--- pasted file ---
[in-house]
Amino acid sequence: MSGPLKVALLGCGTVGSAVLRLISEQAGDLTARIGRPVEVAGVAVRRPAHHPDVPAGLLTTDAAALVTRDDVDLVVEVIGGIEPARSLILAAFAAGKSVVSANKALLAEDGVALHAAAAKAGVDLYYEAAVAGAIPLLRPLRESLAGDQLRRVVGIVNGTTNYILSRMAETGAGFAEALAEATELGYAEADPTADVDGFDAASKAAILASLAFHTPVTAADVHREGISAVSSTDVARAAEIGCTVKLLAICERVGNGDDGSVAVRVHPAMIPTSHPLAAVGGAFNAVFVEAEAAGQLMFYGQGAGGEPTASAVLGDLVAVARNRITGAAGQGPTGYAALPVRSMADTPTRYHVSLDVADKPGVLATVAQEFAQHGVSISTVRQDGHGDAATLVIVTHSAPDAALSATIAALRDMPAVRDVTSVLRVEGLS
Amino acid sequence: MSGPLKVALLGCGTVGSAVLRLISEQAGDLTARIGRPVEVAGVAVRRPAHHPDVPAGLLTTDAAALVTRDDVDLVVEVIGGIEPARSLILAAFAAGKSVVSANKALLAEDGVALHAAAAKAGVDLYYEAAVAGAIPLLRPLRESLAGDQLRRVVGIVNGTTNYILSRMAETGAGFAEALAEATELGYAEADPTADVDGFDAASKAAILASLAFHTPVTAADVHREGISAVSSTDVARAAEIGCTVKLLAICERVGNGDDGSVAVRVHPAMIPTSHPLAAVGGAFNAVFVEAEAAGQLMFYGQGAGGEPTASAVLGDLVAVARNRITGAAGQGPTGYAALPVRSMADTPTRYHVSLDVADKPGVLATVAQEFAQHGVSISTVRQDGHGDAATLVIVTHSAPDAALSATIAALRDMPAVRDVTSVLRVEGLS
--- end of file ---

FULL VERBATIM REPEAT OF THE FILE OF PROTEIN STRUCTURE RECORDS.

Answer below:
[in-house]
Amino acid sequence: MSGPLKVALLGCGTVGSAVLRLISEQAGDLTARIGRPVEVAGVAVRRPAHHPDVPAGLLTTDAAALVTRDDVDLVVEVIGGIEPARSLILAAFAAGKSVVSANKALLAEDGVALHAAAAKAGVDLYYEAAVAGAIPLLRPLRESLAGDQLRRVVGIVNGTTNYILSRMAETGAGFAEALAEATELGYAEADPTADVDGFDAASKAAILASLAFHTPVTAADVHREGISAVSSTDVARAAEIGCTVKLLAICERVGNGDDGSVAVRVHPAMIPTSHPLAAVGGAFNAVFVEAEAAGQLMFYGQGAGGEPTASAVLGDLVAVARNRITGAAGQGPTGYAALPVRSMADTPTRYHVSLDVADKPGVLATVAQEFAQHGVSISTVRQDGHGDAATLVIVTHSAPDAALSATIAALRDMPAVRDVTSVLRVEGLS
Amino acid sequence: MSGPLKVALLGCGTVGSAVLRLISEQAGDLTARIGRPVEVAGVAVRRPAHHPDVPAGLLTTDAAALVTRDDVDLVVEVIGGIEPARSLILAAFAAGKSVVSANKALLAEDGVALHAAAAKAGVDLYYEAAVAGAIPLLRPLRESLAGDQLRRVVGIVNGTTNYILSRMAETGAGFAEALAEATELGYAEADPTADVDGFDAASKAAILASLAFHTPVTAADVHREGISAVSSTDVARAAEIGCTVKLLAICERVGNGDDGSVAVRVHPAMIPTSHPLAAVGGAFNAVFVEAEAAGQLMFYGQGAGGEPTASAVLGDLVAVARNRITGAAGQGPTGYAALPVRSMADTPTRYHVSLDVADKPGVLATVAQEFAQHGVSISTVRQDGHGDAATLVIVTHSAPDAALSATIAALRDMPAVRDVTSVLRVEGLS